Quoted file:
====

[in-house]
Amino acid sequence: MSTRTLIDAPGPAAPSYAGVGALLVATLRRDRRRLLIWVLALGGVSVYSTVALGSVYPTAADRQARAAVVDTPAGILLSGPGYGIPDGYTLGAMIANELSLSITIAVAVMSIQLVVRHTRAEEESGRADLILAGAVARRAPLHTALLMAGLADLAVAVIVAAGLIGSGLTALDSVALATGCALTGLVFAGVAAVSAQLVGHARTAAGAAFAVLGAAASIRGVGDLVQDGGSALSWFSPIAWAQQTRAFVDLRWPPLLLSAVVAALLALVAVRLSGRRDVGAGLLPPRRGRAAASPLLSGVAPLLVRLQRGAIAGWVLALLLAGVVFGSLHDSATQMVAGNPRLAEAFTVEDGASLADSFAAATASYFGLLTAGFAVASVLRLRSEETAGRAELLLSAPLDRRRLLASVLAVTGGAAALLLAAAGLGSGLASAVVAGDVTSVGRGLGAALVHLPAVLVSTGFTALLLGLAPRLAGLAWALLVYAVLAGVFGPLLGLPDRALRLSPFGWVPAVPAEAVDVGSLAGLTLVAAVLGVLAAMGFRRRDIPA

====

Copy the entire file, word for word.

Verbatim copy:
[in-house]
Amino acid sequence: MSTRTLIDAPGPAAPSYAGVGALLVATLRRDRRRLLIWVLALGGVSVYSTVALGSVYPTAADRQARAAVVDTPAGILLSGPGYGIPDGYTLGAMIANELSLSITIAVAVMSIQLVVRHTRAEEESGRADLILAGAVARRAPLHTALLMAGLADLAVAVIVAAGLIGSGLTALDSVALATGCALTGLVFAGVAAVSAQLVGHARTAAGAAFAVLGAAASIRGVGDLVQDGGSALSWFSPIAWAQQTRAFVDLRWPPLLLSAVVAALLALVAVRLSGRRDVGAGLLPPRRGRAAASPLLSGVAPLLVRLQRGAIAGWVLALLLAGVVFGSLHDSATQMVAGNPRLAEAFTVEDGASLADSFAAATASYFGLLTAGFAVASVLRLRSEETAGRAELLLSAPLDRRRLLASVLAVTGGAAALLLAAAGLGSGLASAVVAGDVTSVGRGLGAALVHLPAVLVSTGFTALLLGLAPRLAGLAWALLVYAVLAGVFGPLLGLPDRALRLSPFGWVPAVPAEAVDVGSLAGLTLVAAVLGVLAAMGFRRRDIPA